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rest of the world. we just can't do it. moderator: do not raise the minimum wage? >> i would not do it. [applause] moderator: dr. carson, you have long bemoaned this lackluster recovery. this facebook map show americans share your concern. the green represents how the jobs issue is resonating all across the nation's specially here in the state of wisconsin. you suggested one minimum wage does not fit all, and that perhaps we should offer a lower or starter wage for young people. those protesters outside are looking for $15 and nothing less. where are you? >> first of all, delighted to be here. my family's here and my little granddaughter who is three years old, said she wanted to come to the debate. so this is very cool. as far as the minimum wage is concerned, people need to be educated on the minimum wage. every time we raise the minimum
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wage, the number of jobless people increases. this is particularly a problem in the black community. only 19.8% of black teenagers have a job. or are looking for one. and that's because of those high wages. if you lower those wages, that comes down. you know, i can remember as a youngster, you know my first job working in a laboratory as a lab assistant and multiple other jobs but i would would not have gotten those jobs if someone had to pay me a large amount of money but what i gained from those jobs is tremendous amount of experience and how to operate in the world and how to relate to different people and how to become a responsible individual. and that's what gave me what i needed to assend the ladder of opportunity in this country. that is what we need to be thinking about. how do we allow people to assend
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the ladder of opportunity and rather than give them everything and keep them dependent. [applause] moderator: sir, just to be clear you would not raise it? >> i would not raise it. i would not raise it specifically because i'm interested in making sure that people are able to enter the job market and take advantage of opportunities. [applause] moderator: senator rubio, you called the recent democratic debate in las vegas a night of giveaways, including free health care, free college and a host of other government-paid benefits. since you aren't a fan of all their giving away, tell us tonight what you would take back. >> let me begin answering first question and this one because they're related. i have said many times before my parents were never rich people. my father was a bartender. my mother was a maid. they worked for a living but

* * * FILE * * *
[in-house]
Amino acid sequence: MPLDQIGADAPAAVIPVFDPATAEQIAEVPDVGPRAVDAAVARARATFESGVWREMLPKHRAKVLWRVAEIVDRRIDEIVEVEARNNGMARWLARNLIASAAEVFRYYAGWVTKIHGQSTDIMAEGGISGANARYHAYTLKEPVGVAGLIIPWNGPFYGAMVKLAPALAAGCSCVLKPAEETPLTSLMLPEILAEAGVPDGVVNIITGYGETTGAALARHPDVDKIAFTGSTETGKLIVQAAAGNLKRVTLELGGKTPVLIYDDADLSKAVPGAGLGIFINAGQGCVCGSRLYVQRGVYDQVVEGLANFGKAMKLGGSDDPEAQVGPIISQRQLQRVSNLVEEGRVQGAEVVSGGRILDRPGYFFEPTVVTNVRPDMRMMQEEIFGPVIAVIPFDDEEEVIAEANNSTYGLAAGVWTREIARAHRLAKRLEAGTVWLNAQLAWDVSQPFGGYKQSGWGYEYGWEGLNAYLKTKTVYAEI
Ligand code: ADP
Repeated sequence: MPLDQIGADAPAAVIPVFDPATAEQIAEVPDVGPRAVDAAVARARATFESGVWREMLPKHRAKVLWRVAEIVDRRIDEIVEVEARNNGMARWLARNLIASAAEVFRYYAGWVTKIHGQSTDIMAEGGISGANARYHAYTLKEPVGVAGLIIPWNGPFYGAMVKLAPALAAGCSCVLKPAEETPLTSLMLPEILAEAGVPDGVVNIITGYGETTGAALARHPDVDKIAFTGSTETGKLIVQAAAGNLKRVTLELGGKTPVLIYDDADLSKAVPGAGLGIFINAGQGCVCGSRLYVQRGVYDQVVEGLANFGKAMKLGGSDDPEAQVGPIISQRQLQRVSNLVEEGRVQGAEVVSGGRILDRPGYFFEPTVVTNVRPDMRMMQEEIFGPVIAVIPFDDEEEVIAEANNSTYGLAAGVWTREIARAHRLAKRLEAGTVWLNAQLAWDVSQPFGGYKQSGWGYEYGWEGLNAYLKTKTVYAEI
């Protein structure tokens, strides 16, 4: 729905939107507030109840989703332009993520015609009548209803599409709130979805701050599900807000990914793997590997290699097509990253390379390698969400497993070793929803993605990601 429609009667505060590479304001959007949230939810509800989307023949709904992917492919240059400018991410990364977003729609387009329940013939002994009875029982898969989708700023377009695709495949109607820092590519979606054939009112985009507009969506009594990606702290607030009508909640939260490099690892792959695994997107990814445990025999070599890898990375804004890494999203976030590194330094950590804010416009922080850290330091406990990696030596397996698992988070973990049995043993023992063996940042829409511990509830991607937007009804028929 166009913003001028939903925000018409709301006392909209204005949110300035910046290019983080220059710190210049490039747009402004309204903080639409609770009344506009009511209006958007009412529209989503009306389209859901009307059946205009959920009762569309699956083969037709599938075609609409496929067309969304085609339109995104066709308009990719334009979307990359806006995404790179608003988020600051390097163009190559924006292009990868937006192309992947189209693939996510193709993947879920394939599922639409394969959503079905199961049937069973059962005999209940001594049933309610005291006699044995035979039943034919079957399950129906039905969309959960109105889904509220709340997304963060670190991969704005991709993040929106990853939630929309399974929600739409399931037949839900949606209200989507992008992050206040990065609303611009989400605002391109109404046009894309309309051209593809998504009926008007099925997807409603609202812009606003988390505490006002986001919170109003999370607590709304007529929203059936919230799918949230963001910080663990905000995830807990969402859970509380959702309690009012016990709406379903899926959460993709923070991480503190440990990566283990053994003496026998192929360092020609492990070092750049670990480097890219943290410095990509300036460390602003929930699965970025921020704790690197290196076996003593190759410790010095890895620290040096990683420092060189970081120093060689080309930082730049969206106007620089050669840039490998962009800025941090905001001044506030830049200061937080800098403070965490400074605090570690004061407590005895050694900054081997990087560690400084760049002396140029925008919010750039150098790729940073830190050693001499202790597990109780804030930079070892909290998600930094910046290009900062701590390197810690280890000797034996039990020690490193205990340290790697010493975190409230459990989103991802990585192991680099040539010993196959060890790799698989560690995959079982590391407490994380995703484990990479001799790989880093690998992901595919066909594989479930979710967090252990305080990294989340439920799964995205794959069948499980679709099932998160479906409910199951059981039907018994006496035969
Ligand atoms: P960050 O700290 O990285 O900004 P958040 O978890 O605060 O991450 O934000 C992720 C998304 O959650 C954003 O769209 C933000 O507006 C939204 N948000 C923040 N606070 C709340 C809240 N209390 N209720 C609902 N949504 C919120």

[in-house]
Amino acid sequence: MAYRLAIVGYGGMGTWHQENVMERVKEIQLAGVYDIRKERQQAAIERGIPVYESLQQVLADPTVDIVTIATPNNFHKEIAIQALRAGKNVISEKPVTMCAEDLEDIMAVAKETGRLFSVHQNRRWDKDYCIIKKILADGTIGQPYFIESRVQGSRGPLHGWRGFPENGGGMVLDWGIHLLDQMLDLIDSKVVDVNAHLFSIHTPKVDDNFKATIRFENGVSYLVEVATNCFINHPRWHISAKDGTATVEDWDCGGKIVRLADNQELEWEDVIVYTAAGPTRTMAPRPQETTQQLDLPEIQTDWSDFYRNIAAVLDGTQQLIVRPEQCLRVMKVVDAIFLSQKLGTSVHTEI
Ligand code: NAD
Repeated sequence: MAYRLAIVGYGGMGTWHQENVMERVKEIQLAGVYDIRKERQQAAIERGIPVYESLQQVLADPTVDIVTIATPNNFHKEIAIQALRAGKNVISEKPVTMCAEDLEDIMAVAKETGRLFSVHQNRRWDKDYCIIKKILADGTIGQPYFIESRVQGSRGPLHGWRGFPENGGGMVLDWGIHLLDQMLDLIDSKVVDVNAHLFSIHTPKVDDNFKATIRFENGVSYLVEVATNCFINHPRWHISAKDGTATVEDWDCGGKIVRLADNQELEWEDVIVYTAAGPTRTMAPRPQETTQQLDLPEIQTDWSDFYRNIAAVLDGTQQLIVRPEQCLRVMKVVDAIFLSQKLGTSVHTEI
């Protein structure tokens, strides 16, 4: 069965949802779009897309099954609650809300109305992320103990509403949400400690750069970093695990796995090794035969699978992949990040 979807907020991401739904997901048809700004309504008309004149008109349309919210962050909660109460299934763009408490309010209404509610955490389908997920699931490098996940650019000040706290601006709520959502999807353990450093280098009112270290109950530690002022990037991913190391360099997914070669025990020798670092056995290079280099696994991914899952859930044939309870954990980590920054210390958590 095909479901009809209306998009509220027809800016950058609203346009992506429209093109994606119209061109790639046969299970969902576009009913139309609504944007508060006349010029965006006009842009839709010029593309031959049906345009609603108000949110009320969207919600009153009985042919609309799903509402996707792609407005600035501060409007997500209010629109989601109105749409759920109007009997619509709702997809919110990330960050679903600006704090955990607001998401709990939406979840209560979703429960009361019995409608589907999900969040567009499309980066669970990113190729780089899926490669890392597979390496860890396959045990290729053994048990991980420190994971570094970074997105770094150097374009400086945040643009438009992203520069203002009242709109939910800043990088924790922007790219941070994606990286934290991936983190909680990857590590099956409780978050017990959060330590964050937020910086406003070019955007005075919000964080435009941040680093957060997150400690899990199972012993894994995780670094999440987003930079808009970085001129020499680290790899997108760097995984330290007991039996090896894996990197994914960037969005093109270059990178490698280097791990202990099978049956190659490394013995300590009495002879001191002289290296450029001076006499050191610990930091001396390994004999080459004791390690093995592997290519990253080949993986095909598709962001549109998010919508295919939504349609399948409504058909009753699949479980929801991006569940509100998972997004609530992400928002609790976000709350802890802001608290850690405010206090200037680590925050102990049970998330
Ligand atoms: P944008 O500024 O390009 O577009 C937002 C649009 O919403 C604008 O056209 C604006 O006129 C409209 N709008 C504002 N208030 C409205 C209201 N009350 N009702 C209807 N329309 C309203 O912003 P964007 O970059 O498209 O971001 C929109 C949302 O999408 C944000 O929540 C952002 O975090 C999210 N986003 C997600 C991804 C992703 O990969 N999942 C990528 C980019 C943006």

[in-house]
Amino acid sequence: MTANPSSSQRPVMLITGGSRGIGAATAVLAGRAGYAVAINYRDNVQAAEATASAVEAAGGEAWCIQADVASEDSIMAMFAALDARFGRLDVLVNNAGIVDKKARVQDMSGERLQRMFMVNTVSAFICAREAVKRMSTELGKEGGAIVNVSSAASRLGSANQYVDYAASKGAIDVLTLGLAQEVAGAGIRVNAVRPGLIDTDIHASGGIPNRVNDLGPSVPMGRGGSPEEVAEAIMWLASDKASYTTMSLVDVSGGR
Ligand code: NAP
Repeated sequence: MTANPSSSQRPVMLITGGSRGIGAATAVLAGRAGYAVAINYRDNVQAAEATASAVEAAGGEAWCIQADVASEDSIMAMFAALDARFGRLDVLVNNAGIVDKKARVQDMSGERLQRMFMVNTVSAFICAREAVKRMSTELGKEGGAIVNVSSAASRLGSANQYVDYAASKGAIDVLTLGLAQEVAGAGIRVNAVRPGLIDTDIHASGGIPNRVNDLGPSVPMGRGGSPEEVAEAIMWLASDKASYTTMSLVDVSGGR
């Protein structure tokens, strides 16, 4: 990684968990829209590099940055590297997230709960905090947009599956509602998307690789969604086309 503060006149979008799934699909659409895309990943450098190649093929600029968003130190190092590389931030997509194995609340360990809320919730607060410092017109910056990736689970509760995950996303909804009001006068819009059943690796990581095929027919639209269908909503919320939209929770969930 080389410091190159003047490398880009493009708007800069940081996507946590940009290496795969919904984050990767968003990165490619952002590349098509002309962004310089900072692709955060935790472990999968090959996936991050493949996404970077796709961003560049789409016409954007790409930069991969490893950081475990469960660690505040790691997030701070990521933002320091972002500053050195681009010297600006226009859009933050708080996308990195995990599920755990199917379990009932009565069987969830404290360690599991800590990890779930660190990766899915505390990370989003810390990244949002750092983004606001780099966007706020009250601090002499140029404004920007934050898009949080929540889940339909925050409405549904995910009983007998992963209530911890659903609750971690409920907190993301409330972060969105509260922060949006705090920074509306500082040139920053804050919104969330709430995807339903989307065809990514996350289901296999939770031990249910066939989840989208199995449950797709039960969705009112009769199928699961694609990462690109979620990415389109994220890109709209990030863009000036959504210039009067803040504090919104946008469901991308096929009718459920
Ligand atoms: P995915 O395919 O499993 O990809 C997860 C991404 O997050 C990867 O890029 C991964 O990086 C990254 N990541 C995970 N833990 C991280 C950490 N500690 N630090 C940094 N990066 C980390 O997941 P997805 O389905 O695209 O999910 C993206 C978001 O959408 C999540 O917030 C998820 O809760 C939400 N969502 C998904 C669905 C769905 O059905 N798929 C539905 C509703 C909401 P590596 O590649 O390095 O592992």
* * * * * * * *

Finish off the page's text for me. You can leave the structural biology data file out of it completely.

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they were successful people because despite because they weren't well-educated and in those jobs made enough money to buy a home, live in safe neighborhood and retire dignity. make all four children better off themselves. we call the american dream, but universal dream of better life people have all over the world. it is reminder every country in the world has rich people. what makes america special we have millions and millions of people who are not rich but are successful. people are not successful working as hard as ever. the economy is providing jobs to pay enough. if i thought minimum wage would be best way to help increase their pay i would be all tore for it but it isn't. in the 20th century it is disaster f you raise the minimum wage you make people more expensive than machines. all automation replacing people will be accelerated. here is the best way. to make america the best way to start a business or expand a business. tax reform, regulatory reform.
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bring our debt under control. fully use our energy resources to reinvigorate manufacturing. repeal and replace obamacare and make higher education faster and easier to access especially vocational training. for the life of me i don't don't know why we stigma is tood vocational education. welders make more money than philosophers. we need more welders than philosophers. [applause] if we do that, if we do this, if we do this, we will be able to increase wages for millions of americans. we will be able to leave everyone better off without making anyone worse off. moderator: thank you, senator rubio. [applause] moderator: we've asked people on facebook to submit their questions for the candidates. seth bell wrote, we are approaching $20 trillion in national debt. specifically, what plans do you have to cut federal spending? governor kasich, you have spoken much about your success in balancing the budget under